Fans of this squash of a poetic nature will wax lyrical about its origins. After all who doesn’t find the idea of growing an heirloom variety, dating from the 1600’s from a small italian coastal fishing village on the Venice lagoon somewhat romantic?
Unless you have a large family if you are cooking a large pumpkin like Crown prince you will have a lot of left overs. A wonderful way to use them up is in baking and if you’ve cooked the squash for dinner the night before this soda bread recipe is quick enough to be served fresh with some butter the next morning for breakfast.
The weather is definitely on the turn. We had our first hard frost a few days ago and I’m typing this up in front of a roaring fire. On nights like this there is nothing as warming to body and soul as soup and crusty bread with lashings of butter.
Now is the season for British squashes and the allotment supplies plenty which are slowly ripening in the cool shed to be used over the next few months so Autumn and winter is an ideal time to use this seasonal vegatble.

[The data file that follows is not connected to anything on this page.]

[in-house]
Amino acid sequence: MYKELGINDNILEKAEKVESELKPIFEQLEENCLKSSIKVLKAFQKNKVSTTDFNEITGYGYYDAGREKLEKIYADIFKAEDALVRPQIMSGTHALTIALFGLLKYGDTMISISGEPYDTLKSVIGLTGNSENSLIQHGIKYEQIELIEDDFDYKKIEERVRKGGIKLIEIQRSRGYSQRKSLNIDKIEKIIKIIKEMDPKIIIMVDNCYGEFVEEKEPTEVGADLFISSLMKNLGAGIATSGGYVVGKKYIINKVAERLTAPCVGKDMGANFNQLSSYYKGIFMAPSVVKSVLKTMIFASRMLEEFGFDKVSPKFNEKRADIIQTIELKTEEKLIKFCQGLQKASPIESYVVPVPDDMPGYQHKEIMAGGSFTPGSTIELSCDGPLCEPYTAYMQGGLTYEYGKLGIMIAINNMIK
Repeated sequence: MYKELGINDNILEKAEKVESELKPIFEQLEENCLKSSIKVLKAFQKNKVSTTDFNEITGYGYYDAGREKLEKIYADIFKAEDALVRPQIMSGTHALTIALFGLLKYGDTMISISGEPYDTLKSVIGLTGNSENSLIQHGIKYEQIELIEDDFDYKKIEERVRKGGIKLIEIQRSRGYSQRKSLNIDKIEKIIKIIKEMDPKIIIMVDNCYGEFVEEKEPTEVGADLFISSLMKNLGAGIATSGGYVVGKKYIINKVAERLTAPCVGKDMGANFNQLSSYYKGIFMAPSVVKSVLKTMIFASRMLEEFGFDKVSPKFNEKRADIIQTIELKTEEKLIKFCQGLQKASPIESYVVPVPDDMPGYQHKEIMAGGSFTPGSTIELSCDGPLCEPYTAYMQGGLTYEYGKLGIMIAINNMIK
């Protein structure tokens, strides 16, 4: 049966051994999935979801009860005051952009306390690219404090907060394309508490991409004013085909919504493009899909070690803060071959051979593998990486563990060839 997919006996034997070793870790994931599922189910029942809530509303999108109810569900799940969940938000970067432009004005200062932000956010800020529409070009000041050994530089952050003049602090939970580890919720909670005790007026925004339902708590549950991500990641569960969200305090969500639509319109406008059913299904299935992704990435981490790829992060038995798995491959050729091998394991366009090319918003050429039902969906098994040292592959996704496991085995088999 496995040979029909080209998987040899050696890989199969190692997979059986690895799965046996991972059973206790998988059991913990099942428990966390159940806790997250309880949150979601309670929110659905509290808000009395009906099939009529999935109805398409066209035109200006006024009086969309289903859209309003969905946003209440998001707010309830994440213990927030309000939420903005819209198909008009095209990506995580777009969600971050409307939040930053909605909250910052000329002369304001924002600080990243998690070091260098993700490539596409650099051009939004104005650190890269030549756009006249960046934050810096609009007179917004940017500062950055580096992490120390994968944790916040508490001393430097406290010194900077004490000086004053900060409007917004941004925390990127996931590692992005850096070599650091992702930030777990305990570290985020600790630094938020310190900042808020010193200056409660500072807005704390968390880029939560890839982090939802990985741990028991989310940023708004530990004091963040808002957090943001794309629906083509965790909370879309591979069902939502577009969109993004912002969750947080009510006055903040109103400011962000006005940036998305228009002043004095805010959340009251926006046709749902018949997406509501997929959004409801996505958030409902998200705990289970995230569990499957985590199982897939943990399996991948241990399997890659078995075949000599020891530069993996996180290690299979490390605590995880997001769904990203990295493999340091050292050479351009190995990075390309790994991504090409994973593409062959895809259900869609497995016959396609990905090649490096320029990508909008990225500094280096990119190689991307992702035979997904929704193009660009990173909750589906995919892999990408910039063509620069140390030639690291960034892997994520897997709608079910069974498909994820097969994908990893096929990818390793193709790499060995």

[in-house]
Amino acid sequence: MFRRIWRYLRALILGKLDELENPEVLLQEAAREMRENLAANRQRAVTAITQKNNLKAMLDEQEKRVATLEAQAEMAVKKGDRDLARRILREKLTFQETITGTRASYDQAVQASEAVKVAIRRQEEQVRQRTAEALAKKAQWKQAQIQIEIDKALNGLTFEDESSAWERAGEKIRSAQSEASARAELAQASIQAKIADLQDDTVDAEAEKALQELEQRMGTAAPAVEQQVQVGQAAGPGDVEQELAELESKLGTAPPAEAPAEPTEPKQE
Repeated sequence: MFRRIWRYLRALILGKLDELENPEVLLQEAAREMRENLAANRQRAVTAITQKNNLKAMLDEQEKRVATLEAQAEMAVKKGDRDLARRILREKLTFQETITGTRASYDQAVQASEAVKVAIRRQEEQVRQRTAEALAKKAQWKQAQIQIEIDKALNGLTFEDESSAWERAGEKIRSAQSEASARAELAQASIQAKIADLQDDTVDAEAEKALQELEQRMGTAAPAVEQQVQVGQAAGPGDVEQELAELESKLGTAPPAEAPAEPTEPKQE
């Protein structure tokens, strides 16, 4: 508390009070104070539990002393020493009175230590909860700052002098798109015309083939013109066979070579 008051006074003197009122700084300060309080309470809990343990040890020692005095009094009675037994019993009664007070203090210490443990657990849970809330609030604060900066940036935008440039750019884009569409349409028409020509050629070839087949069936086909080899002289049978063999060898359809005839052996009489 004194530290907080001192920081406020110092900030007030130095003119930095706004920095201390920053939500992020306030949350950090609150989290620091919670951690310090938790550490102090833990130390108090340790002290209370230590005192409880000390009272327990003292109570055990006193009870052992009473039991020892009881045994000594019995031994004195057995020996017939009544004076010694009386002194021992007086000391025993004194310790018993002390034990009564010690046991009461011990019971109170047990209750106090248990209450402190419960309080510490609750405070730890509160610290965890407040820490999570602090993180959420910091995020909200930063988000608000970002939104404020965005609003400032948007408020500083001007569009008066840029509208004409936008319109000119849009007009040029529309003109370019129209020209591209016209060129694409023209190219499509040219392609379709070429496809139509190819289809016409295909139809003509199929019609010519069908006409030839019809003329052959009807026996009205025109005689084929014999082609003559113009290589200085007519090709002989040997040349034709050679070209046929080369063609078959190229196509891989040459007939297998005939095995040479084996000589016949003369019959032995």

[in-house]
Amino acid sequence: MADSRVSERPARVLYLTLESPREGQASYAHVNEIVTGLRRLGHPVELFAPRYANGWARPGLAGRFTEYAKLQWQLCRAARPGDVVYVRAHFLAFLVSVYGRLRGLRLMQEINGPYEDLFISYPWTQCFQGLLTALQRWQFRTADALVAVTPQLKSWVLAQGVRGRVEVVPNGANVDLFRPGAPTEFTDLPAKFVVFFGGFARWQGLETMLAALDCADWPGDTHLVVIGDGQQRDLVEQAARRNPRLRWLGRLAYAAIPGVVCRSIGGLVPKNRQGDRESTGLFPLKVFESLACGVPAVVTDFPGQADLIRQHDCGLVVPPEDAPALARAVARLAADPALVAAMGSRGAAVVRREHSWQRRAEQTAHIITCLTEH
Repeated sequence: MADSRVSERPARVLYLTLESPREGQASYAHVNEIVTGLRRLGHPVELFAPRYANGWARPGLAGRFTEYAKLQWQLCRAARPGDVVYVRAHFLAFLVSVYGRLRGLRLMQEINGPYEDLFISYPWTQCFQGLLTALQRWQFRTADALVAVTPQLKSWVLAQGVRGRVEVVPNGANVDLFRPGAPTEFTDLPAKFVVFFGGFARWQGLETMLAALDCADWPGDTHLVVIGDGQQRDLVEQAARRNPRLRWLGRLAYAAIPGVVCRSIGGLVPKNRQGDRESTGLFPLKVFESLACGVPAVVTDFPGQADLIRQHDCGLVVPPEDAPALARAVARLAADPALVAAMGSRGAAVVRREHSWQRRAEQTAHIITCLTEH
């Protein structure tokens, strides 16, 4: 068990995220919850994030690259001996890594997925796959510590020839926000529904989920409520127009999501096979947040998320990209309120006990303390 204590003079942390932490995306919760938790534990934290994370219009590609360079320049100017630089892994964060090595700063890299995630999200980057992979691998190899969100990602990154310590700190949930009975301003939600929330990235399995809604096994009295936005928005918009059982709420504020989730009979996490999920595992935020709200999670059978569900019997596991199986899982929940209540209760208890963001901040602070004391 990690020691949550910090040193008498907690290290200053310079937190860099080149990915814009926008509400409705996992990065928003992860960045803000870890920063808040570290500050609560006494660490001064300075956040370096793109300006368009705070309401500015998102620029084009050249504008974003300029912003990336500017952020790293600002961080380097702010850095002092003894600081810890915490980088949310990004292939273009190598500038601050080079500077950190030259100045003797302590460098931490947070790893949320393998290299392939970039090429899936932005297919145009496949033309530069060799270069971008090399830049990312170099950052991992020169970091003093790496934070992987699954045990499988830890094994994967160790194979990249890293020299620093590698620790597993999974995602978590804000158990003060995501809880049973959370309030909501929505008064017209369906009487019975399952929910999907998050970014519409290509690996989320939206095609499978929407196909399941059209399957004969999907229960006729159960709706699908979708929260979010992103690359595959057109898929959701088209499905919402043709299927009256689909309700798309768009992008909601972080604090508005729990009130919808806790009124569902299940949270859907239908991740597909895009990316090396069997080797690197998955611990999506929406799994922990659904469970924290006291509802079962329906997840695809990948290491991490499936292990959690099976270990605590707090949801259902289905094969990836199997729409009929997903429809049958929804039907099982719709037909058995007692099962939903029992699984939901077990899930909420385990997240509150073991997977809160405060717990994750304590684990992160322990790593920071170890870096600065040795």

Crown prince is rightly named. A regular favourite amongst allotmenteers it’s delightful duck egg blue colour stands out and it is often regarded as on of the best squash in the kitchen.
Thai food is one of the most fragrant and vibrant cuisines. However most of the pastes and sauces that you can buy from supermarkets fall far short of the mark. Making Thai food from scratch produces something that will make you jump up and down with sheer delight with it’s aromatic, vivid and punchy flavours….
What do you get if you cross a Butternut and a Crown Prince………?
Lumpy, bumpy and decidedly funky. Like a spaceship wrapped multicoloured silk, Turks Turban is the Salvador Dali of the cucurbit world.
Opinion is divided about James Wong the Kew trained botanist, writer and broadcaster. James is famous for books covering how to grow unusual or extraordinary things or how to grow every day things in a slightly different way using cutting edge research.
I nearly cried when I saw a neighbour displaying these in their front garden for Halloween, probably to be discarded once the frost had turned them to mush. What a waste of one of the best tasting squashes you can grow.
If you are used to thinking of squash as the ubiquitous butternut squash you can buy in supermarkets then this one will knock you over with it’s intense chestnut flavour. It is one of my favourite squashes and I grow it every year.